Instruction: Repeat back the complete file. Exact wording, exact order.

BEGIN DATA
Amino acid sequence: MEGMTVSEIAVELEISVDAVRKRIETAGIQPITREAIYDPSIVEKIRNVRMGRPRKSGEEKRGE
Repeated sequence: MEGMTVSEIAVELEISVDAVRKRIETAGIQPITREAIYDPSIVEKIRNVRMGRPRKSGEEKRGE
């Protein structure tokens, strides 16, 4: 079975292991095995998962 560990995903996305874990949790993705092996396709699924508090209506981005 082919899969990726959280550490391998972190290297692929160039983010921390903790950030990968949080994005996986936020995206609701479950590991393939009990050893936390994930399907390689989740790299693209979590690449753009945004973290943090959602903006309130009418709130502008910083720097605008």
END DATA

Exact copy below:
Amino acid sequence: MEGMTVSEIAVELEISVDAVRKRIETAGIQPITREAIYDPSIVEKIRNVRMGRPRKSGEEKRGE
Repeated sequence: MEGMTVSEIAVELEISVDAVRKRIETAGIQPITREAIYDPSIVEKIRNVRMGRPRKSGEEKRGE
């Protein structure tokens, strides 16, 4: 079975292991095995998962 560990995903996305874990949790993705092996396709699924508090209506981005 082919899969990726959280550490391998972190290297692929160039983010921390903790950030990968949080994005996986936020995206609701479950590991393939009990050893936390994930399907390689989740790299693209979590690449753009945004973290943090959602903006309130009418709130502008910083720097605008």